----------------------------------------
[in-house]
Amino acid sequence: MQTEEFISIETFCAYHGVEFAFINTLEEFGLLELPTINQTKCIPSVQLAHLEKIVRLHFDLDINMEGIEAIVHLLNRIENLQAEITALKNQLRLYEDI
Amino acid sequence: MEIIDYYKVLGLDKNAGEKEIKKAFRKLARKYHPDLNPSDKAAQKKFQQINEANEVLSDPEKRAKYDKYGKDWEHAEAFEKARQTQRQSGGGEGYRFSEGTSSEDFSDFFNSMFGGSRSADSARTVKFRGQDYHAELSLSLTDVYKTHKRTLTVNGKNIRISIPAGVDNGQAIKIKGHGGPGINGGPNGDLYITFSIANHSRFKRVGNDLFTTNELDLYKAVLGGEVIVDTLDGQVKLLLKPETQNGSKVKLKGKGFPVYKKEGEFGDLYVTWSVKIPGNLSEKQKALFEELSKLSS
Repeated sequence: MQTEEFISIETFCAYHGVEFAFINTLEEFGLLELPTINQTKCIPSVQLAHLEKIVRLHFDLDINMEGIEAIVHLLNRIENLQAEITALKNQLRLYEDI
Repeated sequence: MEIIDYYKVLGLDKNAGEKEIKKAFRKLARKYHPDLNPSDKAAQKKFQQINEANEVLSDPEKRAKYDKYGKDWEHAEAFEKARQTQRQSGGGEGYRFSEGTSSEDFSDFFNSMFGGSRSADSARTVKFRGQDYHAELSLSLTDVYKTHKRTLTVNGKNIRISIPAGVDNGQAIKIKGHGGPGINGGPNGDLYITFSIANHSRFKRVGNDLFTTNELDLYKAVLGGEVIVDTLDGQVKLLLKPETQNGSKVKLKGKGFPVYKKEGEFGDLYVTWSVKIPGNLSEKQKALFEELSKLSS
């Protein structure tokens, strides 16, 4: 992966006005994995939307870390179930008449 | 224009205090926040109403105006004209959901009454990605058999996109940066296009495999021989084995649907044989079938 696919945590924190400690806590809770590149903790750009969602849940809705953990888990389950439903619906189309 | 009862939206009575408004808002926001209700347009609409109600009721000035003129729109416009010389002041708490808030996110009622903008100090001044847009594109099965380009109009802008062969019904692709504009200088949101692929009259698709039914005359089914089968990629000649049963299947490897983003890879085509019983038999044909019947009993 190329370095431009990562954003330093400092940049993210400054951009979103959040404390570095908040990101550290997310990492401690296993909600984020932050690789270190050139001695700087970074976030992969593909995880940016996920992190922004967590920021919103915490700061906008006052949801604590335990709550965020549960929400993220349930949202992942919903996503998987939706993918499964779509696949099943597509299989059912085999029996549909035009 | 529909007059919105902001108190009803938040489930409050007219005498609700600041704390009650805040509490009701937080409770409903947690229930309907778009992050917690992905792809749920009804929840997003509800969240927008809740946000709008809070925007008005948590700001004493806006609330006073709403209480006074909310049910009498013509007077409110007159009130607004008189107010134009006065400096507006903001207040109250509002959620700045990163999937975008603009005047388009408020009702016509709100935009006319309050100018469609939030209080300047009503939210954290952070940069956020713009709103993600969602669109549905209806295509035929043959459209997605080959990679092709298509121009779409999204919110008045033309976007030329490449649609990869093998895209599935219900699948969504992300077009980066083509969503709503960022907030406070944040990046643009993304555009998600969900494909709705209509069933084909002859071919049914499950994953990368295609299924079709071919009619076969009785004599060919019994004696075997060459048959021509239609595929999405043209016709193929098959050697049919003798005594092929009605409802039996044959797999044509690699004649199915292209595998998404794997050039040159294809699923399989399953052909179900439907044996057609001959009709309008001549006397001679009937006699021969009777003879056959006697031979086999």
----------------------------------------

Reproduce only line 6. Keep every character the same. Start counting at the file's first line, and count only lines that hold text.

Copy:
């Protein structure tokens, strides 16, 4: 992966006005994995939307870390179930008449 | 224009205090926040109403105006004209959901009454990605058999996109940066296009495999021989084995649907044989079938 696919945590924190400690806590809770590149903790750009969602849940809705953990888990389950439903619906189309 | 009862939206009575408004808002926001209700347009609409109600009721000035003129729109416009010389002041708490808030996110009622903008100090001044847009594109099965380009109009802008062969019904692709504009200088949101692929009259698709039914005359089914089968990629000649049963299947490897983003890879085509019983038999044909019947009993 190329370095431009990562954003330093400092940049993210400054951009979103959040404390570095908040990101550290997310990492401690296993909600984020932050690789270190050139001695700087970074976030992969593909995880940016996920992190922004967590920021919103915490700061906008006052949801604590335990709550965020549960929400993220349930949202992942919903996503998987939706993918499964779509696949099943597509299989059912085999029996549909035009 | 529909007059919105902001108190009803938040489930409050007219005498609700600041704390009650805040509490009701937080409770409903947690229930309907778009992050917690992905792809749920009804929840997003509800969240927008809740946000709008809070925007008005948590700001004493806006609330006073709403209480006074909310049910009498013509007077409110007159009130607004008189107010134009006065400096507006903001207040109250509002959620700045990163999937975008603009005047388009408020009702016509709100935009006319309050100018469609939030209080300047009503939210954290952070940069956020713009709103993600969602669109549905209806295509035929043959459209997605080959990679092709298509121009779409999204919110008045033309976007030329490449649609990869093998895209599935219900699948969504992300077009980066083509969503709503960022907030406070944040990046643009993304555009998600969900494909709705209509069933084909002859071919049914499950994953990368295609299924079709071919009619076969009785004599060919019994004696075997060459048959021509239609595929999405043209016709193929098959050697049919003798005594092929009605409802039996044959797999044509690699004649199915292209595998998404794997050039040159294809699923399989399953052909179900439907044996057609001959009709309008001549006397001679009937006699021969009777003879056959006697031979086999």